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Things I love About Dublin: Restaurants

July 2nd and 3rd I think I was sick or something, I didn't do much. So let's talk about food.

First session I ate out a lot. A lot. I spent way too much money on just OK food. But, I found some gems. In case you care/ever want to go, go here.

Boojums: See; the first post.
Cafe Azteca: Great Mexican food, great prices. The closest thing to Mexican food you can find on an Island in the North Atlantic.
Indian Ocean: Best Indian Food in the City. Put it on a magazine. Four courses for 15 euro! You CAN'T go wrong!
Rick's Burgers: It's open late and serves up the best of the worst food possible, greasy, grimy burgers and fries.
Ishkanders: You like Greek food? You like Ishkanders. The fact that you can watch the lamb cook from the street doesn't hurt either.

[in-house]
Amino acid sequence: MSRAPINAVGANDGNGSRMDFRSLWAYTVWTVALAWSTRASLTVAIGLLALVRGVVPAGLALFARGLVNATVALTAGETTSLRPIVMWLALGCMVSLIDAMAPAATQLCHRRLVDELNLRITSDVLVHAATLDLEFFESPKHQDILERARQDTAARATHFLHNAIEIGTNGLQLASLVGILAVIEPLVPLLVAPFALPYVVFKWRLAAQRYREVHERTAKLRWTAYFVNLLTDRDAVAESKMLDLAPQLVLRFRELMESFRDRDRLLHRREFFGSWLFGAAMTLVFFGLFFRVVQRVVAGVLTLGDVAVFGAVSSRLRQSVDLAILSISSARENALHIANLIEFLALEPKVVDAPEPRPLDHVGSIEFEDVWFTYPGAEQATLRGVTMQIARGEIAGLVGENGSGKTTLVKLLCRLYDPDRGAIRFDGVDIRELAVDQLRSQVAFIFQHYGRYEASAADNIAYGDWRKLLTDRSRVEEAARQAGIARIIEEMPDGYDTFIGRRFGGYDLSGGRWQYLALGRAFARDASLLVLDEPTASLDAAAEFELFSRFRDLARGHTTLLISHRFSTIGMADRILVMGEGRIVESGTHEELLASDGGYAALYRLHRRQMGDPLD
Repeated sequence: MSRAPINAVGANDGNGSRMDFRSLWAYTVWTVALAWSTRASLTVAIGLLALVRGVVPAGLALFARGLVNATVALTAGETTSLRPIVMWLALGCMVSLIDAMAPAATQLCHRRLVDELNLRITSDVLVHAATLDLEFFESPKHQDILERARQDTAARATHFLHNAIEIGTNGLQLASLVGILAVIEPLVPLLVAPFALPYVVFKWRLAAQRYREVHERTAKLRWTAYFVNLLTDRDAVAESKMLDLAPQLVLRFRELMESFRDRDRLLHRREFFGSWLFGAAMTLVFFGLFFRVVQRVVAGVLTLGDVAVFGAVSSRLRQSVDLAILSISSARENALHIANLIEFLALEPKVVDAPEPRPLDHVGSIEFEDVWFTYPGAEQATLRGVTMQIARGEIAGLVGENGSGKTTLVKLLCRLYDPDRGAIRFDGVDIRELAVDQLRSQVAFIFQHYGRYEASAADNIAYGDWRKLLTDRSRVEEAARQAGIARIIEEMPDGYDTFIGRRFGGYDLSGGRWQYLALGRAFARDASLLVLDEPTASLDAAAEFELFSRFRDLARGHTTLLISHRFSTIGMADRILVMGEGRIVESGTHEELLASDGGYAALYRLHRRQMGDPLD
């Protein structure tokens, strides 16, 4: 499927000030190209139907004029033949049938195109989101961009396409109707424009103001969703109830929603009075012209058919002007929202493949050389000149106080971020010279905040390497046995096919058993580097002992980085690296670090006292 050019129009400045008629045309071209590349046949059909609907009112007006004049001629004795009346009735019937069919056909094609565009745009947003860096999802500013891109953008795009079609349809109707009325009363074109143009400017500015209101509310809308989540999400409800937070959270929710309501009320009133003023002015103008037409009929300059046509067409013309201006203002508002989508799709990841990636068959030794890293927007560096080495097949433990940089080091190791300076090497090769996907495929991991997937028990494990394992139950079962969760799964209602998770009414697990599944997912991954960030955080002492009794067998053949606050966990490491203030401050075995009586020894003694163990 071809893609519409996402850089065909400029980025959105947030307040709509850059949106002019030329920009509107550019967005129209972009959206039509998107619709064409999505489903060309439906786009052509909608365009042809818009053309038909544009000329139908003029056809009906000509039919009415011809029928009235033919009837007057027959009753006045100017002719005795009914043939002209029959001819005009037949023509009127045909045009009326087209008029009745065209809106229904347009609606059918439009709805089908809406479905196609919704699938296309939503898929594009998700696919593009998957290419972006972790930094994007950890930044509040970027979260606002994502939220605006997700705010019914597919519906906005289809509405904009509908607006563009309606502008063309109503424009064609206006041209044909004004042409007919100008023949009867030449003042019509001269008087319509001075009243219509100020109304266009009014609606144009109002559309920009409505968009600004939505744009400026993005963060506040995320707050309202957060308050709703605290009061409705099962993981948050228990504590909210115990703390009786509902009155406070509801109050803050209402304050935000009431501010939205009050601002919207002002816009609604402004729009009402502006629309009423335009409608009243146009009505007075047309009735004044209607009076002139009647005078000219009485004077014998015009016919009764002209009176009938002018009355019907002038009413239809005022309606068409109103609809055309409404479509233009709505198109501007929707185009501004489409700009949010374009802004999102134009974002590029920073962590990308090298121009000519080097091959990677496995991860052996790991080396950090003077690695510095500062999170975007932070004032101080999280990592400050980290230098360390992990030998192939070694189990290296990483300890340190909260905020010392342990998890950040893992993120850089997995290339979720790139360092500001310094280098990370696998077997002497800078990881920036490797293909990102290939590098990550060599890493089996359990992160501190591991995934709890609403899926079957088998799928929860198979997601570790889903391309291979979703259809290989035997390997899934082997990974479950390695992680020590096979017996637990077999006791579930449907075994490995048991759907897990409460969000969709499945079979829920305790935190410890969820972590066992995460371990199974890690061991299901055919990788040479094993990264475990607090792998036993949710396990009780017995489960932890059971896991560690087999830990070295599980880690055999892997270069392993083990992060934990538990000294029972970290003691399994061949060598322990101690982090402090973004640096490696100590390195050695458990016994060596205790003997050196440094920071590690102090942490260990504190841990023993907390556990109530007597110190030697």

Leo Burdock's - Like Rick's Burgers, but with Fish and Chips.

The Milkshake Bar. The Milkshake Bar and I have a history.

The first day I saw this place I thought I was in a dream, I had to have been. No place so perfect can exist. An establishment with the sole purpose of serving Milkshakes. BUT IT'S SO MUCH MORE THAN THAT.

Well, to be fair, it's not. They really just serve Milkshakes, but they blend in full candy bars, biscuits (cookies), Nutella, Peanut Butter, Fruit, Skittles, Coffee, whatever! Not to be blasphemous, but I like them a lot. A LOT, a lot. If I was in 6th grade and the Milkshake Bar was in 8th grade, I would work up the nerve to ask it do dance. Even if their friends were there.